2020 | Police & Fire

UPDATED: Teacher who ran for Congress accused of sexually abusing former student

Sexual contact happened on middle school property, police say

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This story was updated at 5:21 p.m. on Aug. 26, 2020, to include attorney information for Maxwell Bero. The story and headline were updated again at 9:25 p.m. to better reflect the nature of the allegations.

Maxwell Bero, a Watkins Mill High School teacher who ran against David Trone for Congress this year, was arrested on Wednesday, accused of sexually abusing a 14-year-old student in 2014 and 2015.

Between Aug. 2014 and June 2015, Bero, 30, of Clarksburg, allegedly had inappropriate contact several times with an underage student while he was a teacher at Col. E. Brooke Lee Middle School, according to a news release from police.

The sexual abuse occurred after school hours on school property, according to police.

The news release said police began investigating Bero in July when the victim, now 19, reported the allegations. Bero “engaged in inappropriate sexual contact and exchanged inappropriate sexual materials and messages with the juvenile victim/student,” police wrote.

Bero was arrested on Wednesday and charged with sexual abuse of a minor and third-degree sexual offense, according to online court records.

Rene Sandler, an attorney at Sandler Law, LLC, in Washington, D.C., wrote in an email Wednesday afternoon that she is representing Bero.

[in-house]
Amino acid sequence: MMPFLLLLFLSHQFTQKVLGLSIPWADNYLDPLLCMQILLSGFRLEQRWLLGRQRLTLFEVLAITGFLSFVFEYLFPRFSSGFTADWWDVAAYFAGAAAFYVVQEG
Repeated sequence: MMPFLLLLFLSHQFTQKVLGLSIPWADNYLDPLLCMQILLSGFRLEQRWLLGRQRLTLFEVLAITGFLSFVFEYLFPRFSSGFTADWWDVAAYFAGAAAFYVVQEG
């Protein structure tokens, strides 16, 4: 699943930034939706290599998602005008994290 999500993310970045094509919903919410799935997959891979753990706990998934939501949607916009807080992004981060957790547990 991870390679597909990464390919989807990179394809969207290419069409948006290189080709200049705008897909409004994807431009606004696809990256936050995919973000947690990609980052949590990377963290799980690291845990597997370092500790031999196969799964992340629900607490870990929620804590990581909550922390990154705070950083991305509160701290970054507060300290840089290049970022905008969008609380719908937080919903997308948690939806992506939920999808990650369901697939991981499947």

“We will release a statement at the appropriate time,” she wrote. She did not comment further.

On Wednesday afternoon, Bero could not be reached at a phone number listed for him.

MCPS has placed Bero on paid administrative leave, according to the school district.

In June, Bero lost to Trone in the primary election for the District 6 Congress seat.

In response to a Bethesda Beat questionnaire about his candidacy, Bero wrote that, during his time as a teacher, he has “seen firsthand how (students’) lives have been affected by government policy of all levels, and I know progressive policies like universal health care and improved public transportation, among others, can completely change Americans’ lives.

“As a teacher and coach, I’m used to figuring out ways to motivate and inspire others, and develop creative solutions to problems, and I’m prepared to do the same in Washington,” he wrote.

The social media accounts listed on the questionnaire, which had been active earlier this week, had been deactivated as of Wednesday afternoon.

Caitlynn Peetz can be reached at caitlynn.peetz@bethesdamagazine.com